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Jake Copass - Cowboy Poet


Jake Copass — cowboy, comic, ranch-hand, and poet — was born in 1920 on the flatlands of central Texas. With his parents and seven siblings, he grew up during the Great Depression, but did not let hard times dampen his spirits. “The times I thought were the hardest and most abusive were actually the most valuable of my life,” he recalled.

The rural outlook of the country provided a perfect classroom for horsemanship, and with his parents’ encouragement Copass chose to be a cowboy. But at the age of 20, World War II called him away from his homeland and landed him in New Guinea, where for two years he applied veterinary care to 1,600 Army mules. Upon returning to American pastures in 1945, he found work as a wrangler at the Alisal Guest Ranch in the Santa Ynez Valley, where he still works today. “It’s tough,” explained Copass. “A wrangler’s got to understand something about both horses and people. We have to get 30 to 60 horses ready by 6:30 a.m.; then we take these people out riding, who know nothing about horses, and get them back to the ranch in one piece.”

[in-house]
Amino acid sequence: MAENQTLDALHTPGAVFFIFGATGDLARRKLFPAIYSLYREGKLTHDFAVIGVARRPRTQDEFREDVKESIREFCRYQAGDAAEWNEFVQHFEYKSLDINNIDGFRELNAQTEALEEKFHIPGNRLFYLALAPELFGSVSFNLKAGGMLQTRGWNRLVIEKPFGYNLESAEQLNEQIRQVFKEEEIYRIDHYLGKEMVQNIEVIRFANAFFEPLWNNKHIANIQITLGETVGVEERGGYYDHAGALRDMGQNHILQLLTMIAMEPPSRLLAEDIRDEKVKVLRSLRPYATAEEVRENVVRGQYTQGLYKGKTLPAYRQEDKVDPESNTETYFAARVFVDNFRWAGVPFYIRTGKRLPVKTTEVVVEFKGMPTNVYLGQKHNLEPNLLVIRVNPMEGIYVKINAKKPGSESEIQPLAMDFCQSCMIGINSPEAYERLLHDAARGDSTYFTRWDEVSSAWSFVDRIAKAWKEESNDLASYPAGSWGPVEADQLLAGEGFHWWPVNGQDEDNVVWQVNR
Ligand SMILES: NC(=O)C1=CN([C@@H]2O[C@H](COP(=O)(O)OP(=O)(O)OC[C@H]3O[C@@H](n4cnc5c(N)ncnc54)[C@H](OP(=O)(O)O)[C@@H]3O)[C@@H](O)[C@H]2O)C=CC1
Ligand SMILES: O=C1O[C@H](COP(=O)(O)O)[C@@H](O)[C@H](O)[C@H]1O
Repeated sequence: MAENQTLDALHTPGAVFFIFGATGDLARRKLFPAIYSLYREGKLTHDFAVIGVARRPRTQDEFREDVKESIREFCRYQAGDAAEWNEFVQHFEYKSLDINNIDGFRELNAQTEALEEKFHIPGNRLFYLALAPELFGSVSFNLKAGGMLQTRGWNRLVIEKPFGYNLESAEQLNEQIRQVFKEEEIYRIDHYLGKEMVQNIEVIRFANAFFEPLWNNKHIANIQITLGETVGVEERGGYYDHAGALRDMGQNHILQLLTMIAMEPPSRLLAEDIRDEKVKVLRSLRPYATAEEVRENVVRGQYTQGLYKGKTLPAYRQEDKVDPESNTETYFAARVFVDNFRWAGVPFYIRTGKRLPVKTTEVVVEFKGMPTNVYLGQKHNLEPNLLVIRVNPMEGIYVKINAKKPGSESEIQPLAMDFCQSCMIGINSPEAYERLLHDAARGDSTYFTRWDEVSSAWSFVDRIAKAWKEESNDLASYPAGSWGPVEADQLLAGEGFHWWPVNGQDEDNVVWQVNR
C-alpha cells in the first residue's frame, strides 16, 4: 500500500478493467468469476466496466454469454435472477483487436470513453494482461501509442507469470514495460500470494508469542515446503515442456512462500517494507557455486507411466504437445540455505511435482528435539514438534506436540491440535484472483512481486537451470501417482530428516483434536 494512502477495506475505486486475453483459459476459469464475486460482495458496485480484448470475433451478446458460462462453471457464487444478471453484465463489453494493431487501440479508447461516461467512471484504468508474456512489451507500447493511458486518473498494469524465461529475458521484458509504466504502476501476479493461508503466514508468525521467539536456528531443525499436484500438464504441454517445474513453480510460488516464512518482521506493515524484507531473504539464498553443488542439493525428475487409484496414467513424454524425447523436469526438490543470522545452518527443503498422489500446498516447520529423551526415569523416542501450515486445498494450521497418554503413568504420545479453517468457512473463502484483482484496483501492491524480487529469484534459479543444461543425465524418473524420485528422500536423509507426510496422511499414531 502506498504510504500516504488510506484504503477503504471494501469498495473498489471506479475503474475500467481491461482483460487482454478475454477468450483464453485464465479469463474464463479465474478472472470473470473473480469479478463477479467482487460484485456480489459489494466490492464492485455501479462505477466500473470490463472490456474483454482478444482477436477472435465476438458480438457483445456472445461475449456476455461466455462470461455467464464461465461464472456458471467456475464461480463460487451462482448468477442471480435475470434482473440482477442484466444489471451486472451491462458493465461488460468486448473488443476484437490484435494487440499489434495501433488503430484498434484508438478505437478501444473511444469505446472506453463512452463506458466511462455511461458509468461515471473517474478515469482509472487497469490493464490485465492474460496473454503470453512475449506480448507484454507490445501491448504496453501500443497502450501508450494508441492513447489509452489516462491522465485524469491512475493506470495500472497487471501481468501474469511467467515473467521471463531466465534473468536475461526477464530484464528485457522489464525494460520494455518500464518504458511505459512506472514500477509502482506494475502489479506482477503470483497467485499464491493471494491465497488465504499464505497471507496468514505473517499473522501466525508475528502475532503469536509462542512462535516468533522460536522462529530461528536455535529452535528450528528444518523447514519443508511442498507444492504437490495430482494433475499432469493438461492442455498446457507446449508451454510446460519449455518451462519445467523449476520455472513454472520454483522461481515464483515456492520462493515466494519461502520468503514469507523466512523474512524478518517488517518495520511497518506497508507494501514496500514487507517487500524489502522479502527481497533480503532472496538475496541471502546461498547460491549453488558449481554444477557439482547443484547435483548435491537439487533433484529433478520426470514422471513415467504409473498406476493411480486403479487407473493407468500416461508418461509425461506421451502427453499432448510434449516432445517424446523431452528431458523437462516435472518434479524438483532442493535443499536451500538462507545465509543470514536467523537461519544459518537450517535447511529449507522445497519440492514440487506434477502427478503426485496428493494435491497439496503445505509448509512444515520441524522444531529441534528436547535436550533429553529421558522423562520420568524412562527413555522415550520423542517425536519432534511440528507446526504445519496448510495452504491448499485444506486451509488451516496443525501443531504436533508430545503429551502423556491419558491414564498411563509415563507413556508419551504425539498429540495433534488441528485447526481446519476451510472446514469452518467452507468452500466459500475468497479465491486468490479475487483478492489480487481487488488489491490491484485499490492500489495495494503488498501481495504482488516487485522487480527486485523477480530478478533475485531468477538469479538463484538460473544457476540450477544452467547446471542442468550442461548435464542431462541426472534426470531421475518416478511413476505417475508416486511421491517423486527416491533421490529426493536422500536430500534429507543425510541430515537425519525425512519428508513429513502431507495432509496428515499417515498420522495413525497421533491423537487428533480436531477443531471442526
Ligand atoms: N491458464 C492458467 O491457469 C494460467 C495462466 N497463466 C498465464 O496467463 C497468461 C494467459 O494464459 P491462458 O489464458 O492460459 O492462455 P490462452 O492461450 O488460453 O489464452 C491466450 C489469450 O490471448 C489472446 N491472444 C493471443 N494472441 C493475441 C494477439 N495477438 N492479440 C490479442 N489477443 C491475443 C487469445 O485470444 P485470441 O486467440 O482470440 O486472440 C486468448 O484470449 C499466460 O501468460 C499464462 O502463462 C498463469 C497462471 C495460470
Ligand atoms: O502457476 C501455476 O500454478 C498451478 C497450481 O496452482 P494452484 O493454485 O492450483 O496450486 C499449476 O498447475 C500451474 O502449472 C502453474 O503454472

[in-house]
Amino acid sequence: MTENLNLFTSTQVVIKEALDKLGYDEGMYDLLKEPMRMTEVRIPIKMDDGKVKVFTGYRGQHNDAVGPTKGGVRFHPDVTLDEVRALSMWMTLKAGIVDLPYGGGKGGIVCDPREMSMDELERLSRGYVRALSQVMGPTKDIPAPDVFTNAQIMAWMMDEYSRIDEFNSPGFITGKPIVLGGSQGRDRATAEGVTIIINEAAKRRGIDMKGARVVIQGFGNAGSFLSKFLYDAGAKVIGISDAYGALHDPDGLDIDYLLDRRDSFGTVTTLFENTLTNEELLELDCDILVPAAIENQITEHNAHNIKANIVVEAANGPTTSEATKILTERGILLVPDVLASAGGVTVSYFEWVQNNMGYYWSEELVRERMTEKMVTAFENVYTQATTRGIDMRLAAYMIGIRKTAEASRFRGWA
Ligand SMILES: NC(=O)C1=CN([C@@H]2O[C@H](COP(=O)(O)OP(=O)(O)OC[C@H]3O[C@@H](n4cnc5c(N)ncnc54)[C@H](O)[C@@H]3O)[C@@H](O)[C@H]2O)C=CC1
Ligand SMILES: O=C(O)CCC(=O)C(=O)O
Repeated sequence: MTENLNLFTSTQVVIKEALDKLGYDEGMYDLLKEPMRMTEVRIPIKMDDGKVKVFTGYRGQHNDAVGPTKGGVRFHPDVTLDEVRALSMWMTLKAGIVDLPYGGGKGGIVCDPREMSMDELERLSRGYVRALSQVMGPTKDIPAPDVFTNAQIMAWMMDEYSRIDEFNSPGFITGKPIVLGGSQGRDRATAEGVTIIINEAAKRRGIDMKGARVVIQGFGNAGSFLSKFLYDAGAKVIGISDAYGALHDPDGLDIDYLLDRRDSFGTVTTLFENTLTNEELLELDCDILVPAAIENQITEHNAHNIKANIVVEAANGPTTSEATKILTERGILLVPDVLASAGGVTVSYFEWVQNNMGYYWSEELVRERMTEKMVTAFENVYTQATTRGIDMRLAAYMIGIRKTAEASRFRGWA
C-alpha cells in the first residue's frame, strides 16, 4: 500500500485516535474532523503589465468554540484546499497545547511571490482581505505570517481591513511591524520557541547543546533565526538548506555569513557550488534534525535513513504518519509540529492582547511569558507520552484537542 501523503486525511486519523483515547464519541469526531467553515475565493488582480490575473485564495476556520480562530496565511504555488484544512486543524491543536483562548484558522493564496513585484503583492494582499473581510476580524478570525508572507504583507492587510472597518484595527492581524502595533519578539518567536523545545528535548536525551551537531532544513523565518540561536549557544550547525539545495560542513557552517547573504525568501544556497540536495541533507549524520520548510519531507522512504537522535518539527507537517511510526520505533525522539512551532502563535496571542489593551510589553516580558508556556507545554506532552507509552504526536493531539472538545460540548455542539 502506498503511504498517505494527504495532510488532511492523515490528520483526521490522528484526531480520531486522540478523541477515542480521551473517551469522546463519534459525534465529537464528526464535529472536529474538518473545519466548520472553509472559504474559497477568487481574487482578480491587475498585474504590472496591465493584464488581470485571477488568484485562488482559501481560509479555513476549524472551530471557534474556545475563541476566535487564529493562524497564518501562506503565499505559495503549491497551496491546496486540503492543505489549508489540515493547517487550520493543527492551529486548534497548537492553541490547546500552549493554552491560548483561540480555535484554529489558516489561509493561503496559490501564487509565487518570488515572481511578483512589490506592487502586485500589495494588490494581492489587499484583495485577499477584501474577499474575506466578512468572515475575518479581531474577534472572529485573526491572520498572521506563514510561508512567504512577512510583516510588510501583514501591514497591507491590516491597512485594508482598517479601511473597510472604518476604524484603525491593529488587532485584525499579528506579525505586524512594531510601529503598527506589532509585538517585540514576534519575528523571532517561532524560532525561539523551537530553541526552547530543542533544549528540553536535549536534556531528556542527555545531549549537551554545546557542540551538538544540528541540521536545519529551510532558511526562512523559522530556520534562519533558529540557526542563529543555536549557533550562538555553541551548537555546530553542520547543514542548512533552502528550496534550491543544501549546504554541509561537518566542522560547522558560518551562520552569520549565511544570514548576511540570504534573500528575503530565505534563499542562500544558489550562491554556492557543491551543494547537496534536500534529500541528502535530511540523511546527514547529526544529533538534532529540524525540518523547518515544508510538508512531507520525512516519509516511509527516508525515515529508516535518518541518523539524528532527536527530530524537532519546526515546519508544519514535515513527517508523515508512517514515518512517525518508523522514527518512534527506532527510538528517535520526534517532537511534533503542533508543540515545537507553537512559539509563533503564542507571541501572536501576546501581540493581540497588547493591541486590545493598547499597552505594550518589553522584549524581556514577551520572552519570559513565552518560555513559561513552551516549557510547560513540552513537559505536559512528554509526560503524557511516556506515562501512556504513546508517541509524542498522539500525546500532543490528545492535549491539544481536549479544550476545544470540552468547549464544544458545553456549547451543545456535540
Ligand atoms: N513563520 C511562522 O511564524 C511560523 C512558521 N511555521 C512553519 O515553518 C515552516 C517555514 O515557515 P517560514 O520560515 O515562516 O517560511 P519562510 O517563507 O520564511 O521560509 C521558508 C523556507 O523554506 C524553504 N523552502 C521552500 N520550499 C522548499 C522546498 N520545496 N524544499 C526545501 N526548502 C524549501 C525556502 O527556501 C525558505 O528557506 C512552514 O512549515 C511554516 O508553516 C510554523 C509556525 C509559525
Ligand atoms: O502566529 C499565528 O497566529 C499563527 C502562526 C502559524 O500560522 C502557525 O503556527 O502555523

In 1992, Copass published a collection of cowboy poems in a book titled It Don’t Hurt to Laugh. His second, published in 1997, is a memoir called I’ll Be Satisfied. As an author, Copass pokes fun at city slickers who visit the ranch country, brag of their horsemanship, and wind up on their behinds in the dust. Copass also writes about cowboys and their own silly quirks, such as the five-gallon hat. “It’s his prize possession,” mused Copass. “A cowboy wants his hat nice. He wants it clean and always creased just right. Cowboys are crazy.” Yet he enjoys the rigorous cowboy life that has sustained him in the Santa Ynez Valley since the 1940s. “It was all wide open then,” he recalled. “It was about 1960 when the grapes began coming in, but we all agree that we’d rather see grapes than houses, anyway.”

Like a proper California cowboy, Copass enjoys a slug of wine on occasion. In fact, some of his friends make wine to supplement their cattle endeavors. Copass, however, abandoned his own cattle business in 1985, and, ever since, has worked full-time at Alisal Guest Ranch, where city folk come to admire the hills, whack golf balls, fish the lake, and bumble across the property on horseback.

When Copass isn’t tending to clients’ fancies and keeping them from harm’s way, he may be found writing in his journal at the side of a country road or reading his work to an audience. He often reads at schools, where he strives to deliver to children some of the values he picked up from his elders more than seven decades ago. Copass also takes gigs at taverns, churches, and social functions — wherever he is invited. “If you work for nothing,” he advised, “you’ll always have a job.”

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